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Polis: I’ll stand up for reproductive rights if elected governor

Author: Marianne Goodland - August 30, 2018 - Updated: August 30, 2018

Polis reproductive rightsDemocratic gubernatorial candidate U.S. Rep. Jared Polis spoke with representatives ad volunteers for Planned Parenthood of the Rocky Mountains Thursday. Vicki Cowart, president of PPRM, sits at rights.

There’s no “personhood’ amendment among the dozen measures voters will address on the November ballot. But according to U.S. Rep. Jared Polis, the Democratic party’s candidate for governor, reproductive rights are on the ballot in November in the form of who gets elected governor.

Polis, who spoke at a roundtable hosted by Planned Parenthood of the Rocky Mountains Thursday, outlined what he would do if a future conservative majority on the U.S. Supreme Court were to overturn the 1973 Roe v. Wade decision establishing abortion rights nationwide.

The Senate is preparing to hold confirmation hearings for Brett Kavanaugh, President Donald Trump’s latest pick for the U.S. Supreme Court. Kavanaugh reportedly told U.S. Sen. Susan Collins, R-Maine, when they met Aug. 21, that he considers Roe v. Wade to be settled law. Still, many abortion-rights advocates — including Polis — warn that those rights are in growing jeopardy, and some say they suspect that Kavanaugh could wind up joining a vote to strike down the ruling.

“The right to safe and legal abortion is on the line,” said Vicki Cowart, chief executive of Planned Parenthood of the Rockies. And things can get worse, she added, should Kavanaugh be confirmed.

Polis said if elected governor, he would work to put protections for women into state law. “The only rights that would be guaranteed for women would be those passed in statutes,” Polis said, and that means enshrining reproductive choice into law.

“I would ensure that five judges in Washington, D.C. would not take away” women’s rights, he said.

“I’m happy to shine a light on reproductive health” in this state, Polis added. “Colorado is a freedom loving and pro-choice state. We believe deeply in the rights of Coloradans to make their own decisions and not have government force decisions on them. This is a real morale threat than ever before.”

He added that as governor,  “I won’t let Trump or the Supreme Court interfere” with women’s reproductive rights.

Polis said he looks to expand access to all forms of health care, including reproductive care, indicating he views it as an economic issue as well as a reproductive one.

Reproductive care is not just about abortion rights; it’s also about cancer screenings, HIV/AIDS testing and ensuring women have healthy pregnancies, he said.

“This has a direct effect on the next generation and on health care costs today,” Polis said, adding that health care screenings save everyone money with fewer costs shifts. “There’s something in it for the pocket of every Coloradan,” he said.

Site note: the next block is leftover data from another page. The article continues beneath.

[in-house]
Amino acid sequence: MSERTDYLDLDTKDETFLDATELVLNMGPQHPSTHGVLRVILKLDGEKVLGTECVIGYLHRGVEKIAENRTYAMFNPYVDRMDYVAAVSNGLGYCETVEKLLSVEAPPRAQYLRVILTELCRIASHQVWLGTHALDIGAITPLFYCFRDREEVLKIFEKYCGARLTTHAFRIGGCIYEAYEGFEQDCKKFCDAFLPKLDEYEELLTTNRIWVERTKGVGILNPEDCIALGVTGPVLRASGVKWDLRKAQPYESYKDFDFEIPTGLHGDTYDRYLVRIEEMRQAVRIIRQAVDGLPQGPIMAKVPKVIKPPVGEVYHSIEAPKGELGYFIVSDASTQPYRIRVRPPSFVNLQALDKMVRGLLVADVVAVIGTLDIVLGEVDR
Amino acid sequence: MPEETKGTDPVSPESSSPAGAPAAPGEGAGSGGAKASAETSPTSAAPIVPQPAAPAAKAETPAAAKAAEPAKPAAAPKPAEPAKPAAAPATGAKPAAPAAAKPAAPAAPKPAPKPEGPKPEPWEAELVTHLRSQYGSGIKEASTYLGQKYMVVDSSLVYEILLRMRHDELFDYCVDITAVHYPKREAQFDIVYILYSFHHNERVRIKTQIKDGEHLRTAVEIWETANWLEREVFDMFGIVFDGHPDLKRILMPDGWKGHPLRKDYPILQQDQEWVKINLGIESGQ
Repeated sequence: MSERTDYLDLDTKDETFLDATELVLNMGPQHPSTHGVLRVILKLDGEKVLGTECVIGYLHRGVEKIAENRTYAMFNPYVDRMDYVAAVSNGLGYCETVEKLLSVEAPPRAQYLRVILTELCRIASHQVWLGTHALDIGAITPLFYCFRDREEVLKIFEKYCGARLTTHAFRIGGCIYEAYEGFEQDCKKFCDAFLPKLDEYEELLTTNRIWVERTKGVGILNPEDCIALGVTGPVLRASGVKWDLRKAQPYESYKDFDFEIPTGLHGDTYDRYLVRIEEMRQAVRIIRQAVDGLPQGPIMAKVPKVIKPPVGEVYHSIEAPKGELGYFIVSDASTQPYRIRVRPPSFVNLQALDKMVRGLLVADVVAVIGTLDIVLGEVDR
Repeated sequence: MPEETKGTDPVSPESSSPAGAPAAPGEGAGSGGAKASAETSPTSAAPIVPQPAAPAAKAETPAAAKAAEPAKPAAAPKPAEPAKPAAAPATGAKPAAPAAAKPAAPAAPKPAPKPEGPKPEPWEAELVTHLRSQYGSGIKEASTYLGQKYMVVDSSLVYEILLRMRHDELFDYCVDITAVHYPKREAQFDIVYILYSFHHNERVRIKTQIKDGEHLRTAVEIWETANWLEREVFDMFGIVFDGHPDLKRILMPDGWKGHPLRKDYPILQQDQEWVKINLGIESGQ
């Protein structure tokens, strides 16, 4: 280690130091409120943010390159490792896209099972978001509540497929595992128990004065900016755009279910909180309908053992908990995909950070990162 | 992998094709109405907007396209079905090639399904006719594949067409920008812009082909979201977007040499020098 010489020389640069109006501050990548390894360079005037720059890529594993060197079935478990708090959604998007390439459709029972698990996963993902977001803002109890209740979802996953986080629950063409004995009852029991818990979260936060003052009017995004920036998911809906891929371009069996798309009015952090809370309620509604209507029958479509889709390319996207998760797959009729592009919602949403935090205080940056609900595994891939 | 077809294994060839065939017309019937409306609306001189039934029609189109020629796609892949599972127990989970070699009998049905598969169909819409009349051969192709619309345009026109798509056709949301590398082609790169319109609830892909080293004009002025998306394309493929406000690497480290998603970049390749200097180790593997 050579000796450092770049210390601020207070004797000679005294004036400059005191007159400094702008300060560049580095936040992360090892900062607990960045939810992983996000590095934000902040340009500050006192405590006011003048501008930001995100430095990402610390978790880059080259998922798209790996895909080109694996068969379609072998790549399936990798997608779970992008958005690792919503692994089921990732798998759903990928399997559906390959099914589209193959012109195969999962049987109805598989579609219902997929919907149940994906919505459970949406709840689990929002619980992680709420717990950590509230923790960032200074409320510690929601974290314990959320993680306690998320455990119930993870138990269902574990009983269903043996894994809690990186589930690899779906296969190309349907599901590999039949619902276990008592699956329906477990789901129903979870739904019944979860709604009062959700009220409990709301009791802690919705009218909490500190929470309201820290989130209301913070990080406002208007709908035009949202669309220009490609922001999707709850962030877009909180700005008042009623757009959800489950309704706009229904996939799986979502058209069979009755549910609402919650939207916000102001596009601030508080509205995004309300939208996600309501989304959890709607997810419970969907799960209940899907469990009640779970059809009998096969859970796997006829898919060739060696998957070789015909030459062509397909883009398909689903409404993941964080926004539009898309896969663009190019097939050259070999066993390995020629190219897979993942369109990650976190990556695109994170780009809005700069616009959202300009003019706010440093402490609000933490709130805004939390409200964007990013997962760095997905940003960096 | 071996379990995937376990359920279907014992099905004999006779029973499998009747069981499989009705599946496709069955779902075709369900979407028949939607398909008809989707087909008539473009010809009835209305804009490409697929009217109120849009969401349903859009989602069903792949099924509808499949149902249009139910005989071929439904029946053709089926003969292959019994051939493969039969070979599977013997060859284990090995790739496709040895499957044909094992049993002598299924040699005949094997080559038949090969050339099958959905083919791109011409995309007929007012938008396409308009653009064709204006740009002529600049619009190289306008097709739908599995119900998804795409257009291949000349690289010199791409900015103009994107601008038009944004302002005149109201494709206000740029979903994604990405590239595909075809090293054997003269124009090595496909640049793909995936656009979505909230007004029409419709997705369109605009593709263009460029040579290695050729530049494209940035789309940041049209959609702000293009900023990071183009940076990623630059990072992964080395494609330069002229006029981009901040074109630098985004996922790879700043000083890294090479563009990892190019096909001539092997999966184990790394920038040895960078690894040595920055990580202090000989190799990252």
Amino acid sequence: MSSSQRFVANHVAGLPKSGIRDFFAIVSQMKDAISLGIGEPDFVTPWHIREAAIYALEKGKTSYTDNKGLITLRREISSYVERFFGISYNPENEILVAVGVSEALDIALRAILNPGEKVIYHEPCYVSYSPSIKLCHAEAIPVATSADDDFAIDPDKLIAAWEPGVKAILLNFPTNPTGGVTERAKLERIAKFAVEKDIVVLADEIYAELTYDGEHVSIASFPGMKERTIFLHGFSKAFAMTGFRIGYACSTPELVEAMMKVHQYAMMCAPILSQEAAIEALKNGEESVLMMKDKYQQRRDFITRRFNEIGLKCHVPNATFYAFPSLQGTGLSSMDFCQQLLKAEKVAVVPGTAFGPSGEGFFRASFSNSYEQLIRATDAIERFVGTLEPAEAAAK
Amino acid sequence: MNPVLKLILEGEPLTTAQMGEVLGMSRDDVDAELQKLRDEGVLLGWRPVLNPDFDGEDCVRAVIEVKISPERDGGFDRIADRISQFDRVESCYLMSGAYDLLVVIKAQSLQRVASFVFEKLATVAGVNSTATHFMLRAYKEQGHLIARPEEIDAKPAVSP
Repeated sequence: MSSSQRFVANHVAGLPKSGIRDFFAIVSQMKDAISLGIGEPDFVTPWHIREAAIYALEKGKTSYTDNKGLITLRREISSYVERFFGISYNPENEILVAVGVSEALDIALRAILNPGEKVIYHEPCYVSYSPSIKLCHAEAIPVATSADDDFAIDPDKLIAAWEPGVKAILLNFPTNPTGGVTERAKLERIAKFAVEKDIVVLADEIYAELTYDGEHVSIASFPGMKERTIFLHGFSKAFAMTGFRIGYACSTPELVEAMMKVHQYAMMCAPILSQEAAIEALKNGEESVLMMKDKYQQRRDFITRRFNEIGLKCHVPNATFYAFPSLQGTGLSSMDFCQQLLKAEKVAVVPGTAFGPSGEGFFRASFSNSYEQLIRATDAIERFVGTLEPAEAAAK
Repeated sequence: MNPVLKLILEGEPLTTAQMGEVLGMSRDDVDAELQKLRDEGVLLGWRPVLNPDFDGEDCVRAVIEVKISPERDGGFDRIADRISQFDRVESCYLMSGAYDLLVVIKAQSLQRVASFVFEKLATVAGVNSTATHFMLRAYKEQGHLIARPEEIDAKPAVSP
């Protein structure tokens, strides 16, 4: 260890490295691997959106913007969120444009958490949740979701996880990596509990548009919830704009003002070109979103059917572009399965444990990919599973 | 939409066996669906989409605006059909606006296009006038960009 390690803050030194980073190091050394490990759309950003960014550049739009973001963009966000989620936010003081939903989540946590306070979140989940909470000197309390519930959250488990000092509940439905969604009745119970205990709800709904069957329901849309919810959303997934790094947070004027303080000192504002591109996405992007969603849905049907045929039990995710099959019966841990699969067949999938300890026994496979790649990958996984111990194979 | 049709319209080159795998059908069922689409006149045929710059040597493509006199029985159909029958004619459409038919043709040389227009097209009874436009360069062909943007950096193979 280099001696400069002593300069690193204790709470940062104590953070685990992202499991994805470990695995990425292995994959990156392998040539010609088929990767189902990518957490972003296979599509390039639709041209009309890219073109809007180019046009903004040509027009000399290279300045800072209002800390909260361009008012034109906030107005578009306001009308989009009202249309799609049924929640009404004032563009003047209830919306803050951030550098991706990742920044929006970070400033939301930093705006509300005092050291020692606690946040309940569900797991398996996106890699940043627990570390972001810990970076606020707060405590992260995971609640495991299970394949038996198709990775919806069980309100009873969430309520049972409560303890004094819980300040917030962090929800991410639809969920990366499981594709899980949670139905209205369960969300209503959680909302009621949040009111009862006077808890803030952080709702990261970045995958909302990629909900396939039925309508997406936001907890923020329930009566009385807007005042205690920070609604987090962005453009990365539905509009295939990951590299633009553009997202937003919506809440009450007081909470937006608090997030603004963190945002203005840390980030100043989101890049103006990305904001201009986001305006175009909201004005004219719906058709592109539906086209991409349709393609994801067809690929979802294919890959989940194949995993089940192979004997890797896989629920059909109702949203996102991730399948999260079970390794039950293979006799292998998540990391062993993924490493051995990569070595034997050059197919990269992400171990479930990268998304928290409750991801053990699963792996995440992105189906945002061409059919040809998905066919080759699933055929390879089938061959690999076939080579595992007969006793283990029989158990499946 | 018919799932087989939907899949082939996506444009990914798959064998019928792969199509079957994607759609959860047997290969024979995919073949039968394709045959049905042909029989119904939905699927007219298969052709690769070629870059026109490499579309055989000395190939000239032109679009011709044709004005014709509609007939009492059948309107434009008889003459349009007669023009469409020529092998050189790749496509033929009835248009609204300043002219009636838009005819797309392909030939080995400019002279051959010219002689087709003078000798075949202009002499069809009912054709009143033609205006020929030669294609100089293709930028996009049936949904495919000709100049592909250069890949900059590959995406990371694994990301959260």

Reproductive rights also empower women so that they have control of when they have children, he added. “It’s an economic issue.”

Polis briefly took aim at his Republican opponent, state Treasurer Walker Stapleton, whom he said didn’t even have a health care section on his website until two weeks ago.

The issues page on Stapleton’s website is silent on the issue of abortion, and the candidate has had little to say about it since launching his run for governor.

While Polis claimed that Stapleton’s running mate, Rep. Lang Sias of Arvada, is a supporter of “personhood,” the idea that human life should be legally protected from the moment of fertilization, Sias also has been relatively silent on the issue of abortion.

However, he did sponsor a fetal homicide bill in the 2016 session. That measure, ostensibly designed to address an attack by a woman in Boulder that killed a fetus in 2015, was viewed as also taking aim at abortion and attempting to establish a personhood law. It was twice defeated by House Democrats, in both 2015 and 2016.

Planned Parenthood employees and volunteers said that Trump’s election and Kavanaugh’s nomination is driving patients to clinics to ensure they have access to IUDs and other forms of birth control, as well as inspiring people to volunteer. “People aren’t going away. This is a long-term fight,” Cowart said.

Polis said he is excited by the benefits of the state’s long-acting reproductive contraceptive (LARC) program, which has dramatically cut the number of unwanted pregnancies and abortions. He said he would like to provide those devices — usually implants — to more women across Colorado.

Marianne Goodland

Marianne Goodland

Marianne Goodland is the chief legislative reporter for Colorado Politics. She's covered the Colorado General Assembly for 20 years, starting off in 1998 with the Silver & Gold Record, the editorially-independent newspaper at CU that was shuttered in 2009. She also writes for six rural newspapers in northeastern Colorado. Marianne specializes in rural issues, agriculture, water and, during election season, campaign finance. In her free time (ha!) she lives in Lakewood with her husband, Jeff; a cantankerous Shih-Tzu named Sophie; and Gunther the cat. She is also an award-winning professional harpist.